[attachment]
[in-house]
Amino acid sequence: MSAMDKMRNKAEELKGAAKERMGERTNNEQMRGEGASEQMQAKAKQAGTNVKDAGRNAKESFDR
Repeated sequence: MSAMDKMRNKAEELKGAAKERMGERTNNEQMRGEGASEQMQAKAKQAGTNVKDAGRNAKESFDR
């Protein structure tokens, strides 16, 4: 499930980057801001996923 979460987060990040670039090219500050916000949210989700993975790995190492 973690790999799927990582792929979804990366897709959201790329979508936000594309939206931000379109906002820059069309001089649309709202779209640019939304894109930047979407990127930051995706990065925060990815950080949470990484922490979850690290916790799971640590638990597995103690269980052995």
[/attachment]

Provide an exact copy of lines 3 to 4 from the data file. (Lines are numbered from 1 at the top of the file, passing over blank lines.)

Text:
Repeated sequence: MSAMDKMRNKAEELKGAAKERMGERTNNEQMRGEGASEQMQAKAKQAGTNVKDAGRNAKESFDR
């Protein structure tokens, strides 16, 4: 499930980057801001996923 979460987060990040670039090219500050916000949210989700993975790995190492 973690790999799927990582792929979804990366897709959201790329979508936000594309939206931000379109906002820059069309001089649309709202779209640019939304894109930047979407990127930051995706990065925060990815950080949470990484922490979850690290916790799971640590638990597995103690269980052995």